6. On the Road: Safe Horse Trailer Driving 101. The difference between driving a zippy sports car and a truck-trailer rig is immense. Allow extra stopping distance to account for the addition weight of your trailer pushing on the tow vehicle. Also, give yourself extra time to reach full speed when merging onto highways or pulling out onto roads to account for slower acceleration.
Note your trailer’s tire tracking so you have an idea how closely its tire path follows that of your tow vehicle. Make wider turns to clear barriers. Next, use a lower gear to drive up and down steep hills. Avoid parking on hills, but if you must, use wheel chocks to provide extra securit
Practice good sense by traveling a safe speed for the current road conditions. Don’t be bullied into going faster by traffic behind you. If a long line develops, find a safe place to pull over so cars can pass. Brad added, “Horse trailers are equipped with trailer tires that carry a "ST" designation which stands for "special trailer". Most of those are rated at a maximum speed of 65 MPH. Keep speeds at 55 MPH on two lane roads and no more than 65 MPH on interstate travel.”
7. Know how to deal with trailer sway. First off, a well-engineered trailer (with axles in the proper location) behind an adequately equipped tow vehicle should not sway to the point that correction is needed.
However, if you are in the unfortunate circumstance of trailer sway, lift your foot off the gas pedal to slow down to a safe speed so the sway stops. If the sway is severe (fishtailing) you need to use the hand brake/slider bar on your electronic brake control system inside your tow vehicle to slow down and bring your ride to a stop. The inertia of the tow vehicle trying to move forward against the brakes of the trailer trying to stop should help straighten the sway as you apply the brakes.
Brad added, “Resist the urge to step on the tow vehicle’s brakes….if you do this the inertia of the tow vehicle trying to stop with the trailer pushing forward will only increase the sway and could cause you to lose control.” Afterwards, immediately take action to correct the problem by finding a new trailer, sway bars, better weight distribution, larger tow vehicle, or by reconfiguring the load.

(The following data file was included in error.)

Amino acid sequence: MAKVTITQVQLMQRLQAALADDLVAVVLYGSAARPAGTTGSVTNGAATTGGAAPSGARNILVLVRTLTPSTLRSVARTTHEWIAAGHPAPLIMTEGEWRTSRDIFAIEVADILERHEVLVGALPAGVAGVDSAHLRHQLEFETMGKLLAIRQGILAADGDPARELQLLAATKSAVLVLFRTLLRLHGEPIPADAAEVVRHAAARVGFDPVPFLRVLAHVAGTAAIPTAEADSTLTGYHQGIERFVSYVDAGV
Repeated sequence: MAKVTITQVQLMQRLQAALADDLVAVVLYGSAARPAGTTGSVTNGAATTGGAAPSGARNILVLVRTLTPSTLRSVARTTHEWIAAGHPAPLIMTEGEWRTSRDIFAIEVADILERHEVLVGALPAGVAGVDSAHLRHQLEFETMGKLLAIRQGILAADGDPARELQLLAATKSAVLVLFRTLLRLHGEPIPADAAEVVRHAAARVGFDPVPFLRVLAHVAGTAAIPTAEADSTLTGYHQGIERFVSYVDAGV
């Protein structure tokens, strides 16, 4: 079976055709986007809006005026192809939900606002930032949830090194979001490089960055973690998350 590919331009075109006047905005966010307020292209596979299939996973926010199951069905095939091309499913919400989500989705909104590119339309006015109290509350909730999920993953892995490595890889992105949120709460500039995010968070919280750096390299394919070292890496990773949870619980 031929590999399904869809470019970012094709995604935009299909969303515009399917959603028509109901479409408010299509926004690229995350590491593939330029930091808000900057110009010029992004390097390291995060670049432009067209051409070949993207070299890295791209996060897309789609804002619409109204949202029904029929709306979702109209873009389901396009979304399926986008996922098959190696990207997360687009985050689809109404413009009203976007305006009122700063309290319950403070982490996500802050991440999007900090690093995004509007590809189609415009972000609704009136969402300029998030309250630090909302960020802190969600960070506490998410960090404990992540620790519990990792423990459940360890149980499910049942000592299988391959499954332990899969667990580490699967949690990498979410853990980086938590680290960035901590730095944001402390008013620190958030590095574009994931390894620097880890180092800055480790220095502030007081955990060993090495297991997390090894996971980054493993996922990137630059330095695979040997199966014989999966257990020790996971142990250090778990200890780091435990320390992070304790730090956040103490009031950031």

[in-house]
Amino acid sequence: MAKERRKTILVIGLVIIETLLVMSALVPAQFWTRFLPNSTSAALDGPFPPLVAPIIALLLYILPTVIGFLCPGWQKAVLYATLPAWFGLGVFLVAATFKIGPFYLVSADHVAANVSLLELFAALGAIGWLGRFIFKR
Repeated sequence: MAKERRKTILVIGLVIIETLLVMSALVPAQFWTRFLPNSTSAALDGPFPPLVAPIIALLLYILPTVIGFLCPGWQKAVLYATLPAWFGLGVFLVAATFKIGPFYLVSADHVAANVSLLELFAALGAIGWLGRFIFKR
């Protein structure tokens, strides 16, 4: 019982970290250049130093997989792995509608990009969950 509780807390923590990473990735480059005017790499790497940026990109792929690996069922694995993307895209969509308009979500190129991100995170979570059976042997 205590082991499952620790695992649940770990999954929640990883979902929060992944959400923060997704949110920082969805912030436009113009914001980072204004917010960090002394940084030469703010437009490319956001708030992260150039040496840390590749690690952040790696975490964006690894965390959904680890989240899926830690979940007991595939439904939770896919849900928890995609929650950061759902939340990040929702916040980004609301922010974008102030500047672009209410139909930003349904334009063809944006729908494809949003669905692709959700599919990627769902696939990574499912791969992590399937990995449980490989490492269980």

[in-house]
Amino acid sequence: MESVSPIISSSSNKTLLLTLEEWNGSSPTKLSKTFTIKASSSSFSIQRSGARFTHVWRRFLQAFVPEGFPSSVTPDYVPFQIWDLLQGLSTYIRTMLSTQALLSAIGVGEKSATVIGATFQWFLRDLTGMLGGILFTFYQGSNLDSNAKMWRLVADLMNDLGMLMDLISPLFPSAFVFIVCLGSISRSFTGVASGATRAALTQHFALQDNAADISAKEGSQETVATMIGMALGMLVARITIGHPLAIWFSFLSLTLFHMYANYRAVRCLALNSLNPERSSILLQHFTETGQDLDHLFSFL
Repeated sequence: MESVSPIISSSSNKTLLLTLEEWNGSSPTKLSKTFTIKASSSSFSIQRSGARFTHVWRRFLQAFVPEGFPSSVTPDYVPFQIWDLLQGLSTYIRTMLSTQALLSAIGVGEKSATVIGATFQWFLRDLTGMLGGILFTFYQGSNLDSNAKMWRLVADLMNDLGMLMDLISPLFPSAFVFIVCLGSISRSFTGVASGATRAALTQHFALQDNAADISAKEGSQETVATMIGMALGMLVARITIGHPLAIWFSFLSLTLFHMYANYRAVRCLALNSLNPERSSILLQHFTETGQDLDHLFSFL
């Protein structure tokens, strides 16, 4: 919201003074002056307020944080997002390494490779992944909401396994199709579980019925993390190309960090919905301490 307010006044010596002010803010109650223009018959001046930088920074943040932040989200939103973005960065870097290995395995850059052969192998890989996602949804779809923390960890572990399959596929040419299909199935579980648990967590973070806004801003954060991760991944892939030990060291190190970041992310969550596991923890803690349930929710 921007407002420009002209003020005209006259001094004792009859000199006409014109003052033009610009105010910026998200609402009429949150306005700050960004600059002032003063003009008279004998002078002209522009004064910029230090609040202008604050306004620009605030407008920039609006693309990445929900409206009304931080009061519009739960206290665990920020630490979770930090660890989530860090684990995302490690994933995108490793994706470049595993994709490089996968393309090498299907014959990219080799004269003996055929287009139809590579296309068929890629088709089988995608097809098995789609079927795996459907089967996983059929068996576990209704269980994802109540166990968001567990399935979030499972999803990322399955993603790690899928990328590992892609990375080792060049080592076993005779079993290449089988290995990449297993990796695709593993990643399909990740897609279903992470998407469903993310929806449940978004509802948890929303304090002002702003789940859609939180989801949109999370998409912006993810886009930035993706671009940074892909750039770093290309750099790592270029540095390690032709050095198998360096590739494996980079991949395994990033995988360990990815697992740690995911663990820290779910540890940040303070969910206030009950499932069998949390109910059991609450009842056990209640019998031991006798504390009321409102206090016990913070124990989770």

8. Drive so your horse can balance. Your horse will be much happier if you drive in a manner that allows him to maintain balance while the trailer is in motion. Give him time to prepare for stops and don’t acceleration too quickly. This way, he doesn’t get jostled or thrown against the interior dividers. After a slow turn, straighten out and give your horse a chance to rebalance before accelerating. Travel carefully over bumpy roads
9. Be alert for odd shakes or sounds. Check using your mirrors, keep the radio low and be on alert for any funny sounds or shakes transferred up to your tow vehicle. This may be an indication that your horse fell down or is in some other sort of distress.
10. Be sure the interior of your trailer is comfortable for your horse. The type of trailer you purchase can also make a big difference on the comfort of your horse during travel.
Make sure the interior of the trailer is rattle-proof and well-insulated to provide comfort in hot and cold weather. Brad explained, “Most horse owners may not realize hauling a horse in a "non-insulated" trailer (single skin side wall) is one of the worst things you can do to a horse. Aside from the temperature variation, the trailers are extremely noisy with a lot of sheet metal vibration. So even when temperature isn't a concern in mild climates, the insulation is needed to dampen the vibration.”
Driving a horse trailer on the road is not to be taken lightly. We hope that these ten tips set you well on your way to safe horse trailer driving for many years to come!